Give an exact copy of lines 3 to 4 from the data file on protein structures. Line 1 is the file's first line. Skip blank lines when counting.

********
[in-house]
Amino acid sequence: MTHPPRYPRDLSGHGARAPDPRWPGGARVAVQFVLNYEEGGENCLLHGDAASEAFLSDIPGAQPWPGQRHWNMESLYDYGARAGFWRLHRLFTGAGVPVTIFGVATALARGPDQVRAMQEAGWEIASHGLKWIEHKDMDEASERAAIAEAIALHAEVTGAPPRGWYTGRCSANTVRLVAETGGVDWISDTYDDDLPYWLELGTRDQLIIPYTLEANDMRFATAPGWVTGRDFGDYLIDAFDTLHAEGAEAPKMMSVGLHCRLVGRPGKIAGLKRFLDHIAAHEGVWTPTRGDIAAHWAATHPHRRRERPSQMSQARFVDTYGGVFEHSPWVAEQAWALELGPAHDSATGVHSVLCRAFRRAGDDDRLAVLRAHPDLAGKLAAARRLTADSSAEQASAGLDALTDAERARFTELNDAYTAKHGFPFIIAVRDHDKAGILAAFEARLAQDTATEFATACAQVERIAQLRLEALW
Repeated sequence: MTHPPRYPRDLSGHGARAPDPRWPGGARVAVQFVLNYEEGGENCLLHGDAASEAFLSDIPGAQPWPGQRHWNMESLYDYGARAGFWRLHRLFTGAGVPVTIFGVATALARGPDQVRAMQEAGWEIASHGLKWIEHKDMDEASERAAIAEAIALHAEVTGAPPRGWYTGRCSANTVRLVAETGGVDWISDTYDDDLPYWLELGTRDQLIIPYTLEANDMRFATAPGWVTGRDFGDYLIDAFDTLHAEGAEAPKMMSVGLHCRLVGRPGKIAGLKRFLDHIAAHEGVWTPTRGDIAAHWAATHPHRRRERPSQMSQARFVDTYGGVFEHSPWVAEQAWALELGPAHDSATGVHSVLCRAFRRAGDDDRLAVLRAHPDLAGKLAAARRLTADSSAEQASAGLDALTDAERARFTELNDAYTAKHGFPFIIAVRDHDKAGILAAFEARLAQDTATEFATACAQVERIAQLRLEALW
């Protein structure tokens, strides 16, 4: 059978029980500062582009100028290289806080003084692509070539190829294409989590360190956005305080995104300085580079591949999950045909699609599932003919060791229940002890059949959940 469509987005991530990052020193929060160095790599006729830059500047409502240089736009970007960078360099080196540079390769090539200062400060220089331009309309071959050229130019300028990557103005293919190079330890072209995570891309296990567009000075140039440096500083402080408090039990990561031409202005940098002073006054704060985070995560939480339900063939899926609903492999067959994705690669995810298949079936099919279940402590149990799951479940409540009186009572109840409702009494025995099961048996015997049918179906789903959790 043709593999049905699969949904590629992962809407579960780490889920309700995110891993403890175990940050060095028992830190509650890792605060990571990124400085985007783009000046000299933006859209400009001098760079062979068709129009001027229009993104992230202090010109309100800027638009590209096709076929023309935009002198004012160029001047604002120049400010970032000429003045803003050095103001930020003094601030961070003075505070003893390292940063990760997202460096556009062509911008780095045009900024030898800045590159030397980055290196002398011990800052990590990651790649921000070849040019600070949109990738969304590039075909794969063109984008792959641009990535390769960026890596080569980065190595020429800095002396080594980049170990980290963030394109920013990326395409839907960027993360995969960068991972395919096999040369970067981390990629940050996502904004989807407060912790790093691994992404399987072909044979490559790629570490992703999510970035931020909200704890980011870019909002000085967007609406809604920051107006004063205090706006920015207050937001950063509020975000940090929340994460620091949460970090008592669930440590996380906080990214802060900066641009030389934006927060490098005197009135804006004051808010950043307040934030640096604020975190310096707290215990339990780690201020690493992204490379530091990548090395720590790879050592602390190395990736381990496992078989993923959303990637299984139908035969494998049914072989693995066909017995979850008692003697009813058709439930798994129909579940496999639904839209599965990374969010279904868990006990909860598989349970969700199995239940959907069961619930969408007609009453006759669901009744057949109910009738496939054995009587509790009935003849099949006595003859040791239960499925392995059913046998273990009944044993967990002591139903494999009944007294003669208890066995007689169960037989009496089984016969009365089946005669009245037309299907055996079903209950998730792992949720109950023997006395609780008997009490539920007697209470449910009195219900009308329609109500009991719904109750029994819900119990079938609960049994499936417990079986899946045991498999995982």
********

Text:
Repeated sequence: MTHPPRYPRDLSGHGARAPDPRWPGGARVAVQFVLNYEEGGENCLLHGDAASEAFLSDIPGAQPWPGQRHWNMESLYDYGARAGFWRLHRLFTGAGVPVTIFGVATALARGPDQVRAMQEAGWEIASHGLKWIEHKDMDEASERAAIAEAIALHAEVTGAPPRGWYTGRCSANTVRLVAETGGVDWISDTYDDDLPYWLELGTRDQLIIPYTLEANDMRFATAPGWVTGRDFGDYLIDAFDTLHAEGAEAPKMMSVGLHCRLVGRPGKIAGLKRFLDHIAAHEGVWTPTRGDIAAHWAATHPHRRRERPSQMSQARFVDTYGGVFEHSPWVAEQAWALELGPAHDSATGVHSVLCRAFRRAGDDDRLAVLRAHPDLAGKLAAARRLTADSSAEQASAGLDALTDAERARFTELNDAYTAKHGFPFIIAVRDHDKAGILAAFEARLAQDTATEFATACAQVERIAQLRLEALW
């Protein structure tokens, strides 16, 4: 059978029980500062582009100028290289806080003084692509070539190829294409989590360190956005305080995104300085580079591949999950045909699609599932003919060791229940002890059949959940 469509987005991530990052020193929060160095790599006729830059500047409502240089736009970007960078360099080196540079390769090539200062400060220089331009309309071959050229130019300028990557103005293919190079330890072209995570891309296990567009000075140039440096500083402080408090039990990561031409202005940098002073006054704060985070995560939480339900063939899926609903492999067959994705690669995810298949079936099919279940402590149990799951479940409540009186009572109840409702009494025995099961048996015997049918179906789903959790 043709593999049905699969949904590629992962809407579960780490889920309700995110891993403890175990940050060095028992830190509650890792605060990571990124400085985007783009000046000299933006859209400009001098760079062979068709129009001027229009993104992230202090010109309100800027638009590209096709076929023309935009002198004012160029001047604002120049400010970032000429003045803003050095103001930020003094601030961070003075505070003893390292940063990760997202460096556009062509911008780095045009900024030898800045590159030397980055290196002398011990800052990590990651790649921000070849040019600070949109990738969304590039075909794969063109984008792959641009990535390769960026890596080569980065190595020429800095002396080594980049170990980290963030394109920013990326395409839907960027993360995969960068991972395919096999040369970067981390990629940050996502904004989807407060912790790093691994992404399987072909044979490559790629570490992703999510970035931020909200704890980011870019909002000085967007609406809604920051107006004063205090706006920015207050937001950063509020975000940090929340994460620091949460970090008592669930440590996380906080990214802060900066641009030389934006927060490098005197009135804006004051808010950043307040934030640096604020975190310096707290215990339990780690201020690493992204490379530091990548090395720590790879050592602390190395990736381990496992078989993923959303990637299984139908035969494998049914072989693995066909017995979850008692003697009813058709439930798994129909579940496999639904839209599965990374969010279904868990006990909860598989349970969700199995239940959907069961619930969408007609009453006759669901009744057949109910009738496939054995009587509790009935003849099949006595003859040791239960499925392995059913046998273990009944044993967990002591139903494999009944007294003669208890066995007689169960037989009496089984016969009365089946005669009245037309299907055996079903209950998730792992949720109950023997006395609780008997009490539920007697209470449910009195219900009308329609109500009991719904109750029994819900119990079938609960049994499936417990079986899946045991498999995982």